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gender and its intersection with disability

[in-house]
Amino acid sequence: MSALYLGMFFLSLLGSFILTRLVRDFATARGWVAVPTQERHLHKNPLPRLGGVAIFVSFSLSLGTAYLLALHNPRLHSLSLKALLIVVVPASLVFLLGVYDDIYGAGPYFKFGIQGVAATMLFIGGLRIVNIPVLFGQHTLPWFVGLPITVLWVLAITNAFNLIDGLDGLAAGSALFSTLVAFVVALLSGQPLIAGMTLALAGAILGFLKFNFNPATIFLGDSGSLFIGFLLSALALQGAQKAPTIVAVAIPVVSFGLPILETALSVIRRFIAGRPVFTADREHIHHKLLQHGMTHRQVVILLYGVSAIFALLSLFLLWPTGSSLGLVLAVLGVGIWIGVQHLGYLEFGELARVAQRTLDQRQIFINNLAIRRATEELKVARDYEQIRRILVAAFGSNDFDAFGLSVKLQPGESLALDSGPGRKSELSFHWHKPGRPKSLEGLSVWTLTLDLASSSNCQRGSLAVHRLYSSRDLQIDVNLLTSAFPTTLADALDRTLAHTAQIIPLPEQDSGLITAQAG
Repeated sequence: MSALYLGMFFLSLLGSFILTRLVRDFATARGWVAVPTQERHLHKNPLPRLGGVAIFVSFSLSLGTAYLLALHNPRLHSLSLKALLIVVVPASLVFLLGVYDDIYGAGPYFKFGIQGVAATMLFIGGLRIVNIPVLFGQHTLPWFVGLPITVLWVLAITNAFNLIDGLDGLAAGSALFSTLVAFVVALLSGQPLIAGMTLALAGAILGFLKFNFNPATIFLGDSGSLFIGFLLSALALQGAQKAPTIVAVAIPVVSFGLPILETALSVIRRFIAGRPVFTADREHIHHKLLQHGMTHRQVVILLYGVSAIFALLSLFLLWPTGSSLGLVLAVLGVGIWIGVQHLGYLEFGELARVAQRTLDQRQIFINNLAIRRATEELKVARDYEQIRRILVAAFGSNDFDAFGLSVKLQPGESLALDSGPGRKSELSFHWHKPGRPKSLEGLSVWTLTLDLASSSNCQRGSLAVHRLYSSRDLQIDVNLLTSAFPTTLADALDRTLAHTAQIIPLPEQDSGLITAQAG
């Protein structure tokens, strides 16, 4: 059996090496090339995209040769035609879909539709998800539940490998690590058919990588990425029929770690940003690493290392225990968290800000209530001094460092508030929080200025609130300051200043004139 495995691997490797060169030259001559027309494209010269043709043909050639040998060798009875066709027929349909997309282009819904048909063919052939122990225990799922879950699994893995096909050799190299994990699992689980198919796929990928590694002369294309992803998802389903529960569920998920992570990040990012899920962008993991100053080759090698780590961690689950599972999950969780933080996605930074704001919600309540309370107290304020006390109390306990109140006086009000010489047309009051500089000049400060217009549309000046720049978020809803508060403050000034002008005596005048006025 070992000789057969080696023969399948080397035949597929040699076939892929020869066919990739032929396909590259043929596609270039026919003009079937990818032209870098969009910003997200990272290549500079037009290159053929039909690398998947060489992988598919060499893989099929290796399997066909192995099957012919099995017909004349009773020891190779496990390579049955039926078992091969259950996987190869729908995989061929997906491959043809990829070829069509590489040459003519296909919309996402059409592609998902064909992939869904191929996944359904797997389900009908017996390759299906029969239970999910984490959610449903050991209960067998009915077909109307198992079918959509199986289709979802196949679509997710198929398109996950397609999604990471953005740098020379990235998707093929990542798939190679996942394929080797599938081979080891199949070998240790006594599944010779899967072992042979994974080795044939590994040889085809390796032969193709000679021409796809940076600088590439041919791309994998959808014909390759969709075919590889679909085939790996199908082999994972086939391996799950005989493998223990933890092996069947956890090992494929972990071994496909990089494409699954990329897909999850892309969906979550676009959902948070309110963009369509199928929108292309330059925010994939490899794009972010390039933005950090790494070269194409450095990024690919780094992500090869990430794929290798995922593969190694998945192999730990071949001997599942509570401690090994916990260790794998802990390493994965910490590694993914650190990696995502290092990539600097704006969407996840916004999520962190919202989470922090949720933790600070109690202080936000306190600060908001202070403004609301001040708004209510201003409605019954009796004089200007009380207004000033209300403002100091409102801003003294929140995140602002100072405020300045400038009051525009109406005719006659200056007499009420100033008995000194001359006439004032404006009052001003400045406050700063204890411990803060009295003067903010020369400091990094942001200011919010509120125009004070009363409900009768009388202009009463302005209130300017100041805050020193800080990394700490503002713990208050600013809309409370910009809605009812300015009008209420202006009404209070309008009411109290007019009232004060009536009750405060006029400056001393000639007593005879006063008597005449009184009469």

The disability gap across the seven countries is relatively large, ranging from seven per cent in Kenya to 47 per cent in Bangladesh. Not only did this activity minimize the complexity and struggle of the blind student’s experience, in my opinion it also poked fun at the challenges of the group as a whole. While disabled sons can be tolerated and often married, disabled daughters are merely a drain on already stretched resources: permanent family members, with no hope of future marriage or social mobility. It has been recognised that disability is part of a cultural matrix influenced by gender, as well as by other socio-political and economic factors. At the intersection of disability and masculinity: exploring gender and bodily difference in India ... context‐defined, meanings that, in turn, have different implications for how gender and disability might intersect. Both disability studies and queer theory are centrally concerned with how bodies, pleasures, and identities are represented as “normal” or as abject, but Crip Theory is the first book to analyze thoroughly the ways in which these interdisciplinary fields inform each other. Looking at the Past with a New Perspective: The Intersection of Disability and Gender and its Importance to the Field of History. I’ve cried reading Pedagogy of the Oppressed by Paulo Freire, seeing my process in graduate school as one of acquiring critical consciousness. Gender and disability. Course Description: This course aims to develop basic understanding and familiarity with concept of Gender and its intersection with class, caste, religion and region.It also intends to make aware about the process of socialization at home and school. I am acutely aware that this lens shapes my process of knowledge acquisition and production. Sarah Manchanda is a Ph.D. candidate in special education. Report of the Special Rapporteur on Violence against Women, its Causes and Consequences. Stigmatisation appears to be the keystone of the relationship between disabled people and their more able-bodied fellow citizens. The wage gaps between men and women with and without disabilities are just as important as the differences in their rates of employment (WHO 2011: 39). According to Meekosha and Dowse (1997: 50), “Disability is gendered, affecting men and women differentially”. Abu-Habib, L. United Nations. The CRPD document’s preamble states that “disability results from the interaction between persons with impairments and attitudinal and environmental barriers that hinder their full and effective participation in society on an equal basis with others”. There is a need to address these biases, and the intersection of gender and disability is one area of great concern. Murphy, R.F. I have been asked while making a presentation in front of a large group to read text off a slide verbatim, although my vision does not allow me to do so. I find comfort in talking to people who have similar lived experiences to my own. I have found solidarity with peers in ethnic studies, gender studies and disability studies, as well as strength in the conversations we’ve had around the readings for courses. The intersection between disability and gender-based violence is of particular concern because some forms of violence against women with disabilities have remained invisible and have not been recognised as gender-based violence due to disability discrimination. In this way, our conversations and community-building efforts not only support our individual health and well-being but also enhance the production of scholarly work that centers identity. Because no single affinity group meets my needs, I have sought out many groups and broadened my connections on my campus. Day by day, my connections to the work have deepened, and I see my lived experience reflected in many of the texts I choose to engage with. Consequently, many documents underline the im- portance of including the intersection of gender and disability into all levels of international development cooperation. The purpose of this paper was to describe the intersection between gender and disability, and the impact of disability on the lives of disabled men and women. (2016). Even though I straddle multiple marginalizing identities, I cannot claim authority on the experiences of those who are marginalized in any of those identity forms or other forms. Whether or not faculty and leaders in the field externally validate this belief, I belong here. Gender and Disability: Women’s Experiences in the Middle East. This experience serves to illustrate how a field focused on serving the needs of the disabled simultaneously devalues our expertise. Before I started graduate studies, my hope was that my lived experiences as a disabled woman of color would be valued as a form of expertise. Most participants understood disability primarily as a medical phenomenon, but some participants also began to attach relational and political meanings to disability. The Convention on the Rights of People with Disability (CRPD), a landmark document published in 2008, considers disability to be an evolving concept. She denied me the opportunity of providing input on and co-teaching the course with her in future semesters. The intersection of my race, gender and disability identities has led me to feel that important perspectives are unrepresented in the conversations of affinity groups based on one of these identities. The World Report notes that more than one billion people, i.e. Signs: Journal of Women in Culture and Society 25(4): 1263-1268. In assessing the stigmatisation that is at the heart of such a relationship, Robert Murphy (1995: 140) observes: Stigmatisation is less a by-product of disability than its substance. While male PWD may still enjoy some forms of relative freedom despite being disabled, female PWD are treated very differently, which may go even as far as “… imprisonment in the home, [being] locked in a single room, without any visitors beyond the immediate family” (Atshan 1997: 54). The United Nation’s Convention on the Rights of Persons with Disabilities (UNCRPD) officially acknowledges the double discrimination based on gender and disability. Disability and gender at a cross-roads: a Palestinian perspective. Legal accommodations do not directly translate into access. I learned to undo problematic framings of disability and internalization of the deficit mind-set that comes with my disability, race/ethnicity and gender. Article 1 of the CRPD defines people with disability (PWD) as including all those who have long-term physical, mental, intellectual or sensory impairments. I pushed for including the perspective of living with a disability in the course content and suggested bringing in the narratives of people with disabilities who have varied experiences in special education. Support from the P. and L. Odette Foundation will help Ryerson attract exceptional researchers who will explore the intersection of gender and disability, engage with students in the school, faculty and university, and serve as guest lecturers and public speakers. Both men and women with disabilities are made to feel ‘different’; they fail to conform to a traditionally and socially agreed norm of beauty and strength. Lina Abu-Habib (1997: 3) attempts to decipher implicit messages from the non-disabled toward PWD – a message which is not about encouragement or love, but rather involves exclusion and even dehumanisation: Thus, the strong message from the non-disabled world remains that the lives of disabled persons are not necessarily worth living. In March 2020, Women Enabled International (WEI) identified a gap in initial global responses to COVID-19: many actors were discussing how to include women and persons with disabilities in the response, but few were considering the unique experiences of women with disabilities and others living at the intersection of gender and disability. The impact of disability on women in terms of human rights violations in general, and in terms of violations of the right to dignity in particular, appear to be more pronounced than those experienced by disabled men. Despite progress in the development of disability policies and the introduction of anti-discrimination norms, much still needs to be done to shift stereotypical views of disability. It is important to engage in raising awareness and other forms of public education, to engage in further research on disability, and to facilitate PWD’s improved access to mainstream service… 5 Lessons Training Membership. Several decades earlier, Goffman (1963) pointed out that having a disability not only means experiencing certain physical, intellectual or mental disadvantages, but it also involves the experience of stigma from more able-bodied members of society. New York: Norton. The World Report does not limit itself to highlighting discrimination directed at PWD in general. Violence against women (VAW) is also experienced by disabled women. Manjoo, R. 2015. In India, presence of different societal and cultural norms have restricted access of reproductive and sexual rights to people with disability. 9 Katy Steinmetz, “She Coined the Term ‘Intersectionality’ Over 30 Years Ago. Overlooking the fact that she was speaking to a blind individual, she proceeded to explain to me how she had her students blindfold themselves and play a game of tag. Both people with disabilities and transgender people experience disproportionately poor health outcomes. (Available at  https://disability-studies.leeds.ac.uk/wp-content/uploads/sites/40/library/meekosha-meekosha.pdf) Accessed 2 March 2019. Female PWD are not expected to be independent, given that they are expected to play the roles of daughter, wife and mother in relation to men. In a research paper entitled ‘Disability and gender at a cross-roads: A Palestinian perspective’, Leila Atshan (1997) observes that in Palestinian culture disability is traditionally synonymous with shame and, when congenital, is viewed as a sign of divine intervention or of the work of evil spirits. This erroneous conception of disability has been in existence for eons. She expressed skepticism about the time involved in organizing this and ended the discussion after this suggestion. In other words, disability is used as a basis for discrimination and, therefore, is a violation of the fundamental rights and dignity of the disabled, in a clear violation of Article 2 of the CRPD, which reads: ‘Discrimination on the basis of disability’ means any distinction, exclusion or restriction on the basis of disability which has the purpose or effect of impairing or nullifying the recognition, enjoyment or exercise, on an equal basis with others, of all human rights and fundamental freedoms in the political, economic, social, cultural, civil or any other field. My perspective is needed. I continue to work on striking a delicate balance between accessing confidence and self-worth, while also staying open to experts who can fill in gaps in my knowledge and help me continue to refine my lens. Paragraph 61 of the Report of the UN Special Rapporteur on Violence against Women (2015) emphasises the extent to which “women with disabilities shared concerns regarding abuse, fear of disclosure, leaving and homelessness”. According to the World Report, the prevalence of male disability worldwide is 12%, whereas the prevalence of female disability is 19.2% (WHO  2011). There is emotional labor required in sitting with published texts measuring attitudes toward people with disabilities, and to see terms such as “deviant,” “inadequate,” “pessimistic” and “ego-driven” used to describe disabled individuals. Research on disability, specifically the intersection between female gender expectations and disability, increased due to this movement. Perceptions of disability appear to be determined neither by scientific nor medical facts, but rather by irrational and, to some extent, superstitious thinking. Ultimately such policies highlight societal beliefs that disabled individuals have less value than the able-bodied. World Health Organization & World Bank Group. Goffman, E. 1963. Feminist Review, 57:49-72. It can be demoralizing to read text after text in which disability is connected with deficit and still hold a belief that I can garner the respect and support needed to change inequitable systems from within. Christensen-Strynø, M. B. In Gender and Disability: Women’s Experiences in the Middle East, edited by Lina Abu-Habib. Women with disabilities have been described as being doubly marginalised on account of their disability and their gender. Gender as a result of biology has been thought to determine all manner of social behaviours on the part of men and women. For the Chronicle, disability was an intersection that did not merit attention. The research literature reflects that gender and disability are usually studied separately. I have sat in classes unprepared for discussion because I have not received the readings in an accessible format. Humility is not negotiable. Letters may be sent to [email protected]. As these women are often hidden at home, little literature is available on them. Enabling citizenship: Gender, disability and citizenship in Australia. I can only speak for my own experience and need to listen with alert ears and an open heart. (ed.) Now more than ever, there is a dire need for the elevation of the voices of the disabled in the research, policy and practice that impacts our lives. This course covers the ways in which disability interrelates and impacts how someone experiences gender and sexuality. Sarah Manchanda critiques the reinforcing roles race and gender can play in the institutional othering of disability. Such established cultural traditions are at the opposite end of the spectrum to the provisions in the CRPD that prohibit discrimination against any person on the basis of disability. Intersectionality: how gender interacts with other social identities to shape bias ... women of color and other women at the intersection of multiple minority groups. 2011. This work can also be healing. Access to education, employment, housing and mainstream social services is more difficult for female PWD than for their able-bodied sisters and for male PWD. This definition echoes the idea that PWD are “forced to claim ‘special rights’, [since] their status as citizens with existing rights (albeit unacknowledged / inaccessible) is negated” (Meekosha & Dowse 1997: 50). Instead I’ve learned to structurally analyze my experiences in the world. Women with disabilities experi­ence the combined disadvantages associated with gender as well as disability, and may be less likely to marry than non-disabled women. Arushi Garg - 15th July 2016 OxHRH. Atshan, L. 1997. It Work initiative on gender and disability to ensure that the intersection of gender and disability would be addressed, with women with disabilities playing a central role in the process. This Special Issue on Gender is part of the new efforts to transform thinking by exploring how disability and gender (as well as other social categories, such as race, class, age and sexuality) operate together to create the experiences of disabled people. Her research focuses on promoting teacher diversity and equity in teacher preparation as well as understanding the intersection of race and disability as they impact students' experiences of school violence. The World Report emphasises the different lived experience of PWD and people without disabilities. Stigma: Notes on the Management of Spoiled Identity. Yet analysing the intersection of gender and disability is an important initiative, given that they constitute two of the most severe forms of marginalisation, injustice and exclusion. To give a few instances: women with disabilities are twice as prone to divorce, separation, and violence than able-bodied women. Disabling Imagery and the Media: An Exploration of the Principles for Media Representations of Disabled People. Atshan (1997: 54) comments that: Because of these norms of female beauty and the role of women in the family, a disabled woman is seen as a failure on several counts. This article explores the intersection of disability and gender through the experiences of Ethiopian women with disabilities using household chores as an example. Understanding what amounts to disability is a necessary first step before considering its relationship with gender. Even those people who are allies and believe in enhancing diversity and equity have gaps in their understanding of certain forms of marginalization. Hopefully the rights-based approach available in the CRPD can contribute to a shift in public perceptions. If the petition passes, a harmonious interpretation of the statute would require that all POCSO provisions be applied to victims of the relevant mental age. Despite progress in the development of disability policies and the introduction of anti-discrimination norms, much still needs to be done to shift stereotypical views of disability. The added benefit of friendships with peers who have shared lived experiences in graduate school is that they are also colleagues in research. Gerschick, T.J. 2000. Patriarchy draws a traditional distinction between the roles of men and women in the family: whereas the male is ‘destined’ to be the head of the family, to be independent and to exercise power in the household and in society, the female has a more symbolic function and is often seen as merely an accessory to the male. Its specific methodology helps us draw on what is already implemented by grassroots organizations. Toward a theory of disability and gender. It is important “to make the links between gender and disability, as two aspects of social identity which lead to potential marginalisation from a society which is designed and run by able-bodied men” (Abu-Habib 1997:1). Pity, condescension, embarrassment, or a mixture of the three, are the reactions most commonly encountered by men and women who have a disability, from non-disabled people. Because no single affinity group meets my needs, I have sought out many groups and broadened my connections on my campus. (Available at https://www.who.int/disabilities/world_report/2011/en/) Accessed 10 February 2019. Hence disability is not perceived as an inherent feature of a person, but rather as a characteristic that derives from interaction with social attitudes and environmental obstacles, which together may hinder their full and effective participation in society on an equal basis with others. Both gender and disability have both traditionally been seen as a product of biology. When female PWD work together with non-disabled women, their earnings are seldom equal. The views and opinions expressed on this website reflect those of the CSA&G and unless explicitly stated, do not reflect those of its donors, partners or the University of Pretoria. people without disability). 1997. Mainstreaming and misfitting: Exploring disability and its intersection with gender in online disability awareness-raising videos. One lever for reinforcing these norms is through granting power to objective arguments and devaluing emotion, particularly when expressed by members of minority groups. In addition, for those of you who also feel personally marginalized as scholars, I’d like to share the following summary of five understandings that have helped me find the strength to finish the degree and may be of help to you, as well. An instructor in a graduate department of special education who identifies as white, female and able-bodied shared that she had developed a new activity for her Introduction to Disability course. Gender Based Violence. In such instances, disability clearly appears as a factor that exacerbates VAW. Yaroslava Kravchenko: A Ukrainian theatre director using the power of performance to take on gender-based violence 16/11/2020 Hand over the mic to: Teodora Stojilković, Serbia This type of violence uses the limitations of women with disabilities as a space in which to happen frequently and sustainably. Because she drew on logic to build her position, any challenge to this stance could be interpreted as irrational. There is also a higher prevalence of disability among women compared to that among men. Although the activity she spoke about was fun for students, I found it offensive and irresponsible that the experience of an entire group of disenfranchised individuals could be conceptualized as a game. Building community with like-minded peers and mentors is my priority. Understanding the power of knowledge production for societal transformation, and the fact that subjectivity based on one’s lived experiences is inherent to this process, colleges and universities must admit and retain more graduate students who are marginalized in multiple ways, including those who have disabilities. These figures attest to the fact that women with disability represent more than half of the global population of disabled people. 2007. In these circumstances, being disabled amounts to an embarrassing exception to the social norm: an exception rejected by those in charge of enacting society’s code of beauty and rules (i.e. It further extends an intersectional framework by highlighting the gendered aspects of the ways in which different disabilities shape labor market inequalities. Although the movement was popular in the 80s and 90s, feminists continue to discuss the intersection of gender and disability today as it relates to gender identity and sexual orientation. At the same time, we were hearing … Our analysis suggests that disability is a significant predictor of mobile ownership and compounds the gender gap. Such discrimination extends to other socio-economic and political areas. The purpose of this paper was to describe the intersection between gender and disability, and the impact of disability on the lives of disabled men and women. The WHO report (2011) goes on to depict the inaccessibility of medical equipment for many PWD. Within this framework it is, therefore, possible to observe that “disability is a marginalised status in contemporary society, one that is nearly always described in negative and offensive language” (Barnes 1992: 42). In this paper I review the intersection between gender and disability, which remains a key barrier in the establishment of an inclusive society in which everyone can live a dignified life. However, some have at times forgotten to provide these legal and necessary supports on a consistent basis. They are also the people I can go to for material resource support, to solve problems together and to strategize for systems-level change. Educational institutions have historically been structured to meet the needs of white, Christian, heterosexual, middle-class, able-bodied, male-dominated identities. Human Rights Council, Twenty-ninth Session, United Nations General Assembly A/HRC/29/27/Add.2. – a World AIDS Day message from the CSA&G, Fighting for Pure Lands: Land Purity, Polluting Figures, Male Power and Violence in Zimbabwe. UK and Ireland: Oxfam. Further, with regard to academic accommodations, some professors have shamed me for taking longer to complete an assignment, have complained about how my accommodations are inconvenient for their schedules and have asserted their authority in ways that have made me feel uncomfortable. It observes that PWD have poorer health outcomes, lower education achievement, less economic participation and higher rates of poverty than people without disabilities. The intersection of disability and gender has received increasing attention over recent years, from international institutions, national governments, NGOs, academics and activists; often using the narrative of ‘double discrimination’ whereby people with disabilities face exclusion and discrimination on the grounds of both their gender and their disability. Her reliance on logic as a response to my display of affect can be attributed to white logic and the eternal objectivity it grants to elite whites and eternal subjectivity it imposes on nonwhites. She spoke with obvious pride about her belief that not only did her students really enjoy the activity, but it also provided an opportunity for them to develop empathy for those without sight. Halifax: British Council of Organisations of Disabled People & Ryburn Publishing. Be the first to know.Get our free daily newsletter. Peers, professors and mentors who know about my disability-related challenges and associated legal accommodations care about my success. It promotes the realization of the full potential of all In a similar way disability as biology has been seen as determining disabled people’s choices and … For example, research indicates that disabled adults are four times more likely to report “fair” or “poor” health (40.3% v. 9.9% of adults without disabilities), and they have increased risk for obesity (58% v. 38%), diabetes (1.91% v. 0.68%), and cardiovascular disease (12.0% v. 3.4%).Likewise, research shows that transgender peo… The intersection of gender and disability: A primer for international development practitioners August 2020 This primer seeks to support international development practitioners improve their understanding on gender and disability by highlighting … As an example, in recent news, the states of Alabama and Washington adopted protocols for rationing lifesaving medical care that discriminated against and limited access to these resources for individuals with disabilities. What is remarkable of course is that disability and violence—especially sexual violence—go hand-in-hand. Within this context, Palestinian PWD have been marginalised and shunned socially to the point of invisibility. In 2011 the World Health Organisation and the World Bank Group together produced the first World Report on Disability (hereafter referred to as the World Report), an important document that contributes to our understanding of disability and its impact on society (WHO 2011). They understand intuitively what I am saying and don’t question the validity of my claims when I speak about any microaggressions I’ve encountered during the day. 15% of the global population, live with some form of disability, of whom nearly 200 million experience considerable difficulties in functioning. These disparities appear to be irrational. The intersection of disability, gender, and sexuality. The cross over, or ‘intersection’, of disability and gender has received increasing attention in recent years. But I have found on multiple occasions that when I have explicitly drawn on those identities to support my viewpoints, other academics have interpreted my claims through a deficit lens. ... Two such perspectives are gender and disability. Associated with this behaviour is the belief that disability is contagious and, therefore, a logical response is to isolate the disabled person (Atshan 1997: 53). The following exchange points to the ways in which entangled racial, gendered and ableist hegemonic structures have threatened the legitimacy of my insights and devalued the perspective I bring to this work. Numerous women with mobility impairment are unable to access breast and cervical cancer screening because examination tables are not height-adjustable and mammography equipment only accommodates women who are able to stand (WHO 2011: 71). grouped by disability status and racial/ethnic identity, reflects that individuals who live at this intersection of race and disability experience disproportionate levels of financial distress. For example, it was great to see the several references to women and girls with disabilities in the Department for International Development’s updated Strategic … It is important to engage in raising awareness and other forms of public education, to engage in further research on disability, and to facilitate PWD’s improved access to mainstream services such as health-care, transport, education and housing. Report ( 2011 ) goes on to depict the gender and its intersection with disability of medical equipment for many PWD not limit to... 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